Non-fiction Features
for Children's Books
To Help You Nail the Contract

Do you know which non-fiction features teachers and librarians look for in children's books?

Many writers are cashing in on the swelling tide of demand for children's non-fiction. Those who sell are giving the adults who buy the books what they want.young boy reading a non-ficton text

Children learn to read and then they read to learn. Children's books can serve the same purposes as adult books. They offer the children information. Children need to learn to read non-fiction that looks like the non-fiction adults read. Those books have special non-fiction features:

Non-fiction feature #1: Sidebars

Sidebars are the nuggets of information set off from the main text. Sidebars show up most often in magazines, but they also appear in scientific or historical texts. They usually contain information related to, but not central to, the main idea. Sidebars are short and self-contained.

Non-fiction feature #2: Graphics and captions

In traditional publishing, the publisher provides the illustrator. If the work is non-fiction, the author may provide tables, maps, graphs, photos, or other illustrations to enhance the text. If you self-publish, you will need to find your own graphics. Although a picture is worth a thousand words, captions help understanding.

Many captions will consist of two sentences. The first will draw attention to a feature of the graphic and the second will offer a sense of meaning. For example, a photo that shows an turtle might say, "The turtle carries its house on its back. It can hide from enemies any time or place."

Non-fiction feature #3: Pronunciation guide

This feature appears only in children's books. Teachers want children to learn to recognize difficult content words. A pronouncing guide will help. The writer spells out the words phonetically, often in parentheses. Syllables with emphasis often appear in capitals. For example, "The gila (HE-la) monster is a kind of lizard."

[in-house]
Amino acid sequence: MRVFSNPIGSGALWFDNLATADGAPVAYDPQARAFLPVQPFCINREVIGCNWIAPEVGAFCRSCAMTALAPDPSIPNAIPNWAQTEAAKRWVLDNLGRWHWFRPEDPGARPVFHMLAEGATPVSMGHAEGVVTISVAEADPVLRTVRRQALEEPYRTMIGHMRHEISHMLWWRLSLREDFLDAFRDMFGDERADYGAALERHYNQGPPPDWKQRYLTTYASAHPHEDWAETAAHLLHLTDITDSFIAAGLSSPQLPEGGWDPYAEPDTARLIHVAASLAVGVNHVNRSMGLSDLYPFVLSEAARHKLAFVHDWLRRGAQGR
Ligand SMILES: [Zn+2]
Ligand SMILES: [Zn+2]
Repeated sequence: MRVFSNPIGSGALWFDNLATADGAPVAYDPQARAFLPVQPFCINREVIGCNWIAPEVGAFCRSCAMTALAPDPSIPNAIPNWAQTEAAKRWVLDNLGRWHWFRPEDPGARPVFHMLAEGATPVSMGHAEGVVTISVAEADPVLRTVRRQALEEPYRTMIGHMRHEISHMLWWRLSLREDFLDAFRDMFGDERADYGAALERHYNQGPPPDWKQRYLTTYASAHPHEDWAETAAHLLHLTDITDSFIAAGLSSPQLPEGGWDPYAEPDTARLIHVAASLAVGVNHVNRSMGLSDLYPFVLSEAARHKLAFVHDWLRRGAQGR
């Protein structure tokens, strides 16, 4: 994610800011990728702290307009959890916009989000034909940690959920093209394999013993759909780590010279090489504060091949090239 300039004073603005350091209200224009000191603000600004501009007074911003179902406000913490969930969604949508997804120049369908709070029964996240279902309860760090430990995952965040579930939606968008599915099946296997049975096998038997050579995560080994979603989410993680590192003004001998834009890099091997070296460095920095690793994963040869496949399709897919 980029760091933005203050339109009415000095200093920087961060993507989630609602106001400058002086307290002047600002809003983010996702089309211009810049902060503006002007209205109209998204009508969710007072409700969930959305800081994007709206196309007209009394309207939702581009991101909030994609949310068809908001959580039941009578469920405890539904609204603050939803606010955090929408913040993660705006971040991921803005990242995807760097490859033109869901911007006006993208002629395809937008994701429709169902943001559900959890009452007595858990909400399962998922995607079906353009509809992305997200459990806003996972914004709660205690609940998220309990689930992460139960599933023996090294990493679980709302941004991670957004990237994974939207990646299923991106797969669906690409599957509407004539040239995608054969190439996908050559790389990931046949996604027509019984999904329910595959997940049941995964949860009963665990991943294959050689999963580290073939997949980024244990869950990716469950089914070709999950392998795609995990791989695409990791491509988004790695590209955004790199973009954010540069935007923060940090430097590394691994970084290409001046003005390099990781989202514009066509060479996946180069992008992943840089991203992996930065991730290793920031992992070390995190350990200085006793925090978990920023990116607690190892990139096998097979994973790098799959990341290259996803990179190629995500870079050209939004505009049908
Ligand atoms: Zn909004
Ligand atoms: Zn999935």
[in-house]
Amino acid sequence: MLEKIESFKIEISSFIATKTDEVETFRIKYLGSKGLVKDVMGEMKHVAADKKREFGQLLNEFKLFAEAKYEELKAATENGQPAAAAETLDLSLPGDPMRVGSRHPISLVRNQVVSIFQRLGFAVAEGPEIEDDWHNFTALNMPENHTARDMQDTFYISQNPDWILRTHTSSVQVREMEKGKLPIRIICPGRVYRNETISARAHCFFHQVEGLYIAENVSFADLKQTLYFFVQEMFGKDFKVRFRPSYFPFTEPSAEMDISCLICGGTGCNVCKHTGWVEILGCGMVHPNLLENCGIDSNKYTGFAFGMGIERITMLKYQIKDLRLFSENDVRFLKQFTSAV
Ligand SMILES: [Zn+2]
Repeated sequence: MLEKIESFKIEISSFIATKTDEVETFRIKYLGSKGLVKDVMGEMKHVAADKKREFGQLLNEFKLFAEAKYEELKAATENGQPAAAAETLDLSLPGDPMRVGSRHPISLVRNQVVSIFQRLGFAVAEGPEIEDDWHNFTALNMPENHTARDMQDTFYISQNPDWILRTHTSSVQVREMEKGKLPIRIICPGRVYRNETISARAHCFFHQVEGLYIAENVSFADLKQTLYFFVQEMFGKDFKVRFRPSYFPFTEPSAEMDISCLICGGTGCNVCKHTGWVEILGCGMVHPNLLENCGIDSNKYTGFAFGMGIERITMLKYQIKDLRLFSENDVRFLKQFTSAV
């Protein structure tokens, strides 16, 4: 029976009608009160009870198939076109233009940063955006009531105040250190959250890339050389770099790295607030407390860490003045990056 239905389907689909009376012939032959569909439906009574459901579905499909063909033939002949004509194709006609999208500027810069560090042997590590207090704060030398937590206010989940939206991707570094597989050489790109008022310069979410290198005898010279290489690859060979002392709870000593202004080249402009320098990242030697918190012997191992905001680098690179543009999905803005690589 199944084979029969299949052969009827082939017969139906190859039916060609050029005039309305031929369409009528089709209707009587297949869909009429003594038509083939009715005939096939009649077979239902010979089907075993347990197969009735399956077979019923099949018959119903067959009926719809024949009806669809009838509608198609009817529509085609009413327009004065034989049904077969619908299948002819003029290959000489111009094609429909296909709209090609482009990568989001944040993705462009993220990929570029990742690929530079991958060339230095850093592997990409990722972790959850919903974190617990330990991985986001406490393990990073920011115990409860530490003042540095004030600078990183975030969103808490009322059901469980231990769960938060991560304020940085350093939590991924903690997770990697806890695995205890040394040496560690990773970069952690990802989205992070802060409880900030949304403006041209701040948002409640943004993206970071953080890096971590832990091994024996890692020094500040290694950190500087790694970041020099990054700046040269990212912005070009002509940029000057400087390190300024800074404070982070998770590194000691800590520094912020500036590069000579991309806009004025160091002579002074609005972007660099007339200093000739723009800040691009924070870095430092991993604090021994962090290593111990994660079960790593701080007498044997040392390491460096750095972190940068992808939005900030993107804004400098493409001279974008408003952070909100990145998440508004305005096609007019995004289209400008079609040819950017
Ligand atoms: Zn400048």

Non-fiction feature #4: Glossary

The glossary is like a special little dictionary, usually in children's books. It lists important content words at the end of a book and gives an easy-to-understand definition.

Non-fiction feature #5: Index

The index is also at the end of the book. It lists important concept words and gives the pages where the information is found. If you are submitting a manuscript to a traditional publisher, you can suggest words to include in an index. If you are self-publishing, you will want to do the page numbers after the rest of the book is laid out. Check with your layout or typesetting professional to see at which stage they want to include that information.

Non-fiction feature #6: Resources

Young children do not look for a bibliography, but increasingly, teachers expect some means of checking either your sources or supplementary material they can use to expand on a given text. Now that so many children are web-savvy, you can include URLs for your topic that are suitable for children.

Few children's books have all the non-fiction features listed above. Some will be heavily illustrated, others will have only one or two pictures per page. Some will have tables. Other subjects do not need tables. Some will need a glossary, others an index. Many will make use of a pronunciation guide. Choose the non-fiction features you need carefully and you will increase your sales of children's books.

Other articles related to Non-fiction Features of Children's Writing



General Writing Tips
General Tips on Writing for Children
Common Writing Problems
Free Course on Writing Verse for Children
Editor's Notes newsletter

Books for those interested in Non-fiction Features of Children's Writing.

Writing Children's Books for Dummies
The Business of Writing for Children
Writer's Guide for Crafting Stories for Children

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